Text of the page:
1. Merseyside ConnectionsWith The American Civil War, by John Townley (see below for further details).
2. Ghost Ships of the Mersey, by K.J. Williams, p. 18. "Bonded" meant that the captain of the captured ship signed an agreement that at the end of the war the value of the ship would be paid to the Confederacy.
The Maritime Archives & Library holds many significant items and collections relating to the American Civil War.
Jones, Quiggin & Co., Shipbuilders
Jones, Quiggin & Co., was founded in 1855, and built composite and iron ships including sailing vessels, paddle and screw steamers. Much work was for customers abroad, and included commissions for the Confederate Government, arranged through Fraser, Trenholm & Co. Ships built at this time include five blockade runners, one of which, the Banshee, became the first steel ship to cross the Atlantic in 1863.
Specification Book (includes several Confederate Blockade runners)
(photocopy available in the Searchroom)
DX/154/1 1855 - 1865
Engraving of 5 ships launched from the yard of Jones, Quiggin & Co.,
Illustrated London News
DX/287/34 February 1865
See below for specifications for the Rosine and papers relating to their other blockade running ships, and also for records relating to the construction of the Banshee.
Fraser, Trenholm & Co., Cotton Merchants
This unique collection consists of correspondence and other documents of Fraser, Trenholm & Co., Cotton Merchants of 10 Rumford Place, Liverpool (1860-1866), and a branch of John Fraser & Co., Merchants of Charleston, South Carolina, USA. Fraser, Trenholm was a prominent commercial house in Liverpool. The firm's manager and senior partner, Charles Kuhn Prioleau, was a naturalised Englishman, who had been brought up in Charleston, South Carolina. The senior partner of the English branch of Fraser, Trenholm & Co., based in Charleston, George A. Trenholm, became Secretary to the Confederate States Treasury in 1864. The Liverpool firm made an enormous contribution to the war effort of the South, acting as banker to the Confederate Government and financing the supply of armaments in return for cotton.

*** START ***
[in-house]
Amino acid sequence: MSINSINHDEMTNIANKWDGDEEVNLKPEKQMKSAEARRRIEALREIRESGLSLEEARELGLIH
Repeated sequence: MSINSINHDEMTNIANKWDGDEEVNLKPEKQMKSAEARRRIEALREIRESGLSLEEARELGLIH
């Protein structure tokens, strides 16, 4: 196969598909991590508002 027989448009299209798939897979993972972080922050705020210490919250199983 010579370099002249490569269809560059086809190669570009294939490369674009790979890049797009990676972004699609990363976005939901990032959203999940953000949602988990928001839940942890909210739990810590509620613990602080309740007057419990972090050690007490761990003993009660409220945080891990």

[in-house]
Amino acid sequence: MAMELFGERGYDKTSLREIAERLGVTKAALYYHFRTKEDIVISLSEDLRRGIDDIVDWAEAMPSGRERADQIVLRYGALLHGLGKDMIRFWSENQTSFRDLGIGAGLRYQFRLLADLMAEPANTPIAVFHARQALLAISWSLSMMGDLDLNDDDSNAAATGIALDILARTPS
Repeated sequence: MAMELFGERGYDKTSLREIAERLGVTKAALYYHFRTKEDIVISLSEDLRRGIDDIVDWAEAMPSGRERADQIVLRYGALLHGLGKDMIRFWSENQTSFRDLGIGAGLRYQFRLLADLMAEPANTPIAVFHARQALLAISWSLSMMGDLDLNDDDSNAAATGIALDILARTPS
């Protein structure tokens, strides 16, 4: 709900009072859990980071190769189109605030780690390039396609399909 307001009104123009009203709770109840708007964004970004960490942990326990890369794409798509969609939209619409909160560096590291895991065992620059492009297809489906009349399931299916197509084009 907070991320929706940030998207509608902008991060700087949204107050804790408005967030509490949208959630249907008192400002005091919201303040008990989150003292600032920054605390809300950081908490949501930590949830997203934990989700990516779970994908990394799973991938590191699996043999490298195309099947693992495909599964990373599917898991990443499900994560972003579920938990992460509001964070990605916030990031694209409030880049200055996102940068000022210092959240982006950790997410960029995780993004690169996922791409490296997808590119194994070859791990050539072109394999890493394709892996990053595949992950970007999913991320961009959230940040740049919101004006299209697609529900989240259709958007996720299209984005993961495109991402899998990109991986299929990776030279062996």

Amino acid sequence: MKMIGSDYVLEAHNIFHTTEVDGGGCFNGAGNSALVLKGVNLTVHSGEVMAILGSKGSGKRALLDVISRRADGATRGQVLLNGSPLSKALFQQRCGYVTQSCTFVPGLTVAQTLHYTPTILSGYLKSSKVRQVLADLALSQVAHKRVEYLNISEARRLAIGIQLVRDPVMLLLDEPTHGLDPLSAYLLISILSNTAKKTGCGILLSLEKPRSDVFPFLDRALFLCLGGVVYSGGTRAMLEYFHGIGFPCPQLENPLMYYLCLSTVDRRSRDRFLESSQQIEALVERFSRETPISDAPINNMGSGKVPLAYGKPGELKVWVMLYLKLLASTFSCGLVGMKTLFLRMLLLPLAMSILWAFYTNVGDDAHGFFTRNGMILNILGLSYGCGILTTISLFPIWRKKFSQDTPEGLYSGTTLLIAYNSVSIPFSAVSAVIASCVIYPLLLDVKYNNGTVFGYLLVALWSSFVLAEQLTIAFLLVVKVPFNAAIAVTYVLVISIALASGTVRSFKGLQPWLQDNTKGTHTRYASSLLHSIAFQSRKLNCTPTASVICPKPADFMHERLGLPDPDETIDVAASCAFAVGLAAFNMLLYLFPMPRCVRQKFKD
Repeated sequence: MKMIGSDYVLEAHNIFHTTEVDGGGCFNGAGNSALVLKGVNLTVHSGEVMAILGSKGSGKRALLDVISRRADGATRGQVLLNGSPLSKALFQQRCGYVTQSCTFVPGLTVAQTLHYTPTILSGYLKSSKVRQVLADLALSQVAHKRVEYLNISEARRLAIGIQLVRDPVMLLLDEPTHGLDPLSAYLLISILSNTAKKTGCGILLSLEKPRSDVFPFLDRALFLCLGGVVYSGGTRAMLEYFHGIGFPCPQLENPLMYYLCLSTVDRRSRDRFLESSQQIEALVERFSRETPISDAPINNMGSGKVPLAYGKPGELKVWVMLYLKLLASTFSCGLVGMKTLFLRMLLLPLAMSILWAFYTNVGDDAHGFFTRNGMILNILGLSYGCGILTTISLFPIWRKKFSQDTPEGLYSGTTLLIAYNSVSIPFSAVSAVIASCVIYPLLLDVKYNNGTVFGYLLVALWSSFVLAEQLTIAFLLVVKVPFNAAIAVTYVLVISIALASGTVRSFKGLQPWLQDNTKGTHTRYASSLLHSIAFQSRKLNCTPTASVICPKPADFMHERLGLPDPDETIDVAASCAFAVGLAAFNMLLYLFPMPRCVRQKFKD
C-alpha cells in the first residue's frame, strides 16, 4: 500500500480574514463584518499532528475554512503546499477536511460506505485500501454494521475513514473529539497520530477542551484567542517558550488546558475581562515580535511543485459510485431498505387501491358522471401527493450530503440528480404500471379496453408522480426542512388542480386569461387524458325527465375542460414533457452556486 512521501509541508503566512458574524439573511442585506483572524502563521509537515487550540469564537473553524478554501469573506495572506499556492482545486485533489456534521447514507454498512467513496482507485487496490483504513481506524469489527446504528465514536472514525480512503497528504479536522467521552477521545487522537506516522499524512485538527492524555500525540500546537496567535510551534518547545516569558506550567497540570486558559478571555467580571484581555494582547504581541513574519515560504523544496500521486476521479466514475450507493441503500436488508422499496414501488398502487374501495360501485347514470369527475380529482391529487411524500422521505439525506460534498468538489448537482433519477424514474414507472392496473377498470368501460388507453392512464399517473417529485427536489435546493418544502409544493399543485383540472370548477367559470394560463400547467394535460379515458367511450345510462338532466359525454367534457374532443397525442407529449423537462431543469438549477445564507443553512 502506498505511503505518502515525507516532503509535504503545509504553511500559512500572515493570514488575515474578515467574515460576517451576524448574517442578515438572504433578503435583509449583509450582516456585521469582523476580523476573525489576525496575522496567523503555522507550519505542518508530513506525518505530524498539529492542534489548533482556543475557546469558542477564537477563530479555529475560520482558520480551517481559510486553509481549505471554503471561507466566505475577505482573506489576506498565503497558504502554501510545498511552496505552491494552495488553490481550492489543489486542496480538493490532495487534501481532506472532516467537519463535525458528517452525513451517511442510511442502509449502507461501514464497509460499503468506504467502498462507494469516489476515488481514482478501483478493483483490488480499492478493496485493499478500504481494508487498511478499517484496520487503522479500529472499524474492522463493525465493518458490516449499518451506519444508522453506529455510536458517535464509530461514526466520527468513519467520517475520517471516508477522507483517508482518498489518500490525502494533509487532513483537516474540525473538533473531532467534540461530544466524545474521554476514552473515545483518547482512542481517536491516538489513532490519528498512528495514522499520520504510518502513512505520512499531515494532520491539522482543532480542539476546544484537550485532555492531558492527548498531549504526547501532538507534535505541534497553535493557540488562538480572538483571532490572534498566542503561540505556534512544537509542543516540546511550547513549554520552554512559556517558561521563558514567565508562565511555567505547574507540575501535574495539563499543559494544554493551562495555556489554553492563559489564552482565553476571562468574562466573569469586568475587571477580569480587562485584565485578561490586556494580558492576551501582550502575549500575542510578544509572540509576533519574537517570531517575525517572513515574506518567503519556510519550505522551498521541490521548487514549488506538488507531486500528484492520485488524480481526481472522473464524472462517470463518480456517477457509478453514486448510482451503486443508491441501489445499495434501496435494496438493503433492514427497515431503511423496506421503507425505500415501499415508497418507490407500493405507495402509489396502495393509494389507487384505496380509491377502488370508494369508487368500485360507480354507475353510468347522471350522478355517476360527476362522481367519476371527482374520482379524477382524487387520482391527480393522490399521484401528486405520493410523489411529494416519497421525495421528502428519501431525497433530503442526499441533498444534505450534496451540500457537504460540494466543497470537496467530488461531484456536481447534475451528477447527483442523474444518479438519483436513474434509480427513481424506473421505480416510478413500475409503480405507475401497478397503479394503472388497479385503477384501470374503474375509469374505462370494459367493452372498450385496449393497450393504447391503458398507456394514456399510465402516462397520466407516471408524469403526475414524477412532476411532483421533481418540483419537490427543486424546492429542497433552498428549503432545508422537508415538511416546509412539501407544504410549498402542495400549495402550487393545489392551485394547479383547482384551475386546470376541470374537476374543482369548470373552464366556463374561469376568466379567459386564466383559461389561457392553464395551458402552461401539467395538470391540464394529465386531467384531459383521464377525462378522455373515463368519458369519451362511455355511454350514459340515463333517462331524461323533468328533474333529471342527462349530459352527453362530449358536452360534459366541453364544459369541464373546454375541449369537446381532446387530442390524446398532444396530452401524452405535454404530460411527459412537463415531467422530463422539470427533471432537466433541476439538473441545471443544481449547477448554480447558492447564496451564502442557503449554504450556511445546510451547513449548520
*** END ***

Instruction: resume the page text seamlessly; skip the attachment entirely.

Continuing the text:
Fraser, Trenholm also participated in blockade running, organising the building of ships such as the CSS Alabama, and assisted in the floating of Confederate loans and generally encouraged support in Europe for the South. The collection provides a unique insight into these activities. Many of the major protagonists in the Civil War are mentioned in the letterbooks and correspondence. The firm's role in the reconstruction of the South and involvement in world trade, especially in armaments, is also revealed.
Of the fourteen letterbooks in the collection, c.1860-1877, the first, produced in Liverpool between 1862 and 1865, is by far the most important. It contains the correspondence of C.K. Prioleau with leading Confederates, references to blockade running and to other aspects of the war and business. Equally important are more than one hundred loose autograph letters which were sent to Prioleau between 1860-1869. These contain crucial correspondence with G.A. Trenholm, J.D. Bulloch (agent for the Confederate Navy), Major Caleb Huse (principal Confederate Army purchasing officer in Europe) and General C.J. McRae (C.S.A. treasury agent in Europe). Personal correspondence of C.K. Prioleau includes letters from his wife, Mary, and many from civilians living in the South whose lives were being affected by the course of the war, including eye-witness accounts of the shelling of Charleston. There are also items relating to work undertaken by the Merseyside firms of Jones, Quiggin & Co. (shipbuilders) and Fawcett, Preston & Co. (engineers), the surviving archives of which are also held by the Maritime Archives & Library (see above and below for details).
In 1867 Charles K. Prioleau set up in business in London after the defeat of the Confederate States and the bankruptcy of his old firm, and took the letterbooks and other records dating from 1860 with him. These, with some records of his London business, Prioleau & Co. (1867-1877) and many personal letters form the Fraser, Trenholm archive. The financial and operational records, ledgers, accounts, cash books, contracts, etc., may well have been hastily destroyed, as has been widely believed. However, the surviving material is of great importance. It has been published on microfilm as Civil War & Confederacy: The Business Records of Fraser, Trenholm & Company of Liverpool and Charleston, South Carolina, 1860-1877, by Adam Matthew Publications, 8 Oxford Street, Marlborough, Wiltshire, SN8 1AP.